Survey Shows Bitcoin Unpopular in El Salvador

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In Brief
  • Many Salvadorans are not in favor of bitcoin, despite their government adopting it as legal tender.

  • In June, El Salvador became the first country to pass such a policy.

  • Earlier, a group of citizens and opposition candidates have filed a lawsuit against the bitcoin law in El Salvador.

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Many Salvadorans seem to be not so in favor of bitcoin, despite their government recently adopting the cryptocurrency as legal tender.

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This is according to a survey of 1,233 people across El Salvador conducted by pollster Disruptiva, affiliated with the local Francisco Gavidia University. The results aren’t particularly favorable for the country’s recent adoption of BTC. Some 54% of people said the bitcoin adoption was “not at all correct.” Another 24% then described it as “only a little correct.”

In total, actually less than 20% approved of the cryptocurrency plan. The poll also showed that 46% of respondents knew “nothing” about bitcoin. Ultimately, nearly 65% said they would not be open to being paid in the cryptocurrency. “This is a risky bet on digital transformation,” said Oscar Picardo, head of Disruptiva’s institute of science, technology and innovation. 

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Bitcoin law adoption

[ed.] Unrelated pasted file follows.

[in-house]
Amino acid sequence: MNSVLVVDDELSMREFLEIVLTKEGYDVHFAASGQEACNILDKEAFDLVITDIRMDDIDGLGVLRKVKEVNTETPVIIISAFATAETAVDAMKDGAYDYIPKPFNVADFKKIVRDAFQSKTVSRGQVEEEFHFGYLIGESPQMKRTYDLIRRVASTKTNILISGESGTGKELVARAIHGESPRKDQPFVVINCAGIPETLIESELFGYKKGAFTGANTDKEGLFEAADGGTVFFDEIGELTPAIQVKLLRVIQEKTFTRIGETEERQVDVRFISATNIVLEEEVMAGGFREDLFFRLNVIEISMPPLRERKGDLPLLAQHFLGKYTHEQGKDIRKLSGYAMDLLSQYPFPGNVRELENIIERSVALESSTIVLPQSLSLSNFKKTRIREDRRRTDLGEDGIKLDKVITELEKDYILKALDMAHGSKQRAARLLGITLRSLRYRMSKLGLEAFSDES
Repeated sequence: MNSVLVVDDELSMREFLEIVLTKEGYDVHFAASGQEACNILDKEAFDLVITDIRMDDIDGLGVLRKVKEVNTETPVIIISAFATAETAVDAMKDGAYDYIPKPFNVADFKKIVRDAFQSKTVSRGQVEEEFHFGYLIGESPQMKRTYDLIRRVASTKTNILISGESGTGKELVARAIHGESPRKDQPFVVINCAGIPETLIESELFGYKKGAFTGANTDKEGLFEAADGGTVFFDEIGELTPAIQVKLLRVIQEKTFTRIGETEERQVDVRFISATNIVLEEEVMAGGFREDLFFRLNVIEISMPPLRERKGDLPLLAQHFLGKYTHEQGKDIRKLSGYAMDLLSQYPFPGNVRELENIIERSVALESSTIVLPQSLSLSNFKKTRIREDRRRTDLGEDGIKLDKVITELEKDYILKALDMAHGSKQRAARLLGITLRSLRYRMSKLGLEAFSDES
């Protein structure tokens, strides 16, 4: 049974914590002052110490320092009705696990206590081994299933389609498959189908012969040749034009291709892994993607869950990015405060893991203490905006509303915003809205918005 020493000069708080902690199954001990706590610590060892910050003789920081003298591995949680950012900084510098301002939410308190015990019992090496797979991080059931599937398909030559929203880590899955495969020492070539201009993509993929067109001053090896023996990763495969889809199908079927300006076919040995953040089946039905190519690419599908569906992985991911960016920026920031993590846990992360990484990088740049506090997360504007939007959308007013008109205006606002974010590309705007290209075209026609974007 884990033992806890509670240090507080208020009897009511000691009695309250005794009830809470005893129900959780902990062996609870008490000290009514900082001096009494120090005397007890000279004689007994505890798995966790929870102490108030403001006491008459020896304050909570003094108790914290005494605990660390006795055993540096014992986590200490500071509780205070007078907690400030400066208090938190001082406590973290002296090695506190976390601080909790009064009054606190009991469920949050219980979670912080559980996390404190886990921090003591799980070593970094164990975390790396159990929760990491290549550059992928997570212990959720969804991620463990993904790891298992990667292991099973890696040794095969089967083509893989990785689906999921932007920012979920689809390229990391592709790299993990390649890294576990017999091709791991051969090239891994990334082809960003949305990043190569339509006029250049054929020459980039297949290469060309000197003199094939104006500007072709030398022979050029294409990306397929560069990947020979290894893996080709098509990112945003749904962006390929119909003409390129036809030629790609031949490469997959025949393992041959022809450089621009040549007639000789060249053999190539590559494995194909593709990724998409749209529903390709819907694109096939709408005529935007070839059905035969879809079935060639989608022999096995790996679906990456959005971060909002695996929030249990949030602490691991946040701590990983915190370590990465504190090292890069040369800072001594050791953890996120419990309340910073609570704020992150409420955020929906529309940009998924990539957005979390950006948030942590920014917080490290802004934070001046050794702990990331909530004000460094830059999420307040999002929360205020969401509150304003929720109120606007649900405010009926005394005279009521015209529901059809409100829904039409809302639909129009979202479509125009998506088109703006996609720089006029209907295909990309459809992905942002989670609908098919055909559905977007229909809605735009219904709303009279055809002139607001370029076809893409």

The poll comes in response to El Salvador recently adopting bitcoin as legal tender. El Salvador President Nayib Bukele initially spoke about the benefits during the recent bitcoin conference in Miami. These included an increase in jobs and boosted investments in El Salvador, in addition to facilitating remittance payments from Salvadorans living abroad.

Shortly thereafter on June 9, President Bukele submitted a bill that would recognize BTC as legal tender in the country. The bill then passed, making El Salvador the first country in the world to pass such a policy. With the adoption underway, President Bukele announced that he would use energy from volcanoes to power BTC mining.

But, as the survey demonstrates, El Salvador’s adoption of BTC hasn’t been universally favored. Last month, a citizen group, led by opposition politician Jaime Guevara, filed a lawsuit against the country. Members of the group of citizens said the adoption of the cryptocurrency as legal tender has no “legal basis.” However, one lawyer thinks the lawsuit may actually be a ruse instigated by the government to legitimize its bitcoin law.

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Nick is a data scientist who teaches economics and communication in Budapest, Hungary, where he received a BA in Political Science and Economics and an MSc in Business Analytics from CEU. He has been writing about cryptocurrency and blockchain technology since 2018, and is intrigued by its potential economic and political usage. He can best be described as an optimistic center-left skeptic.

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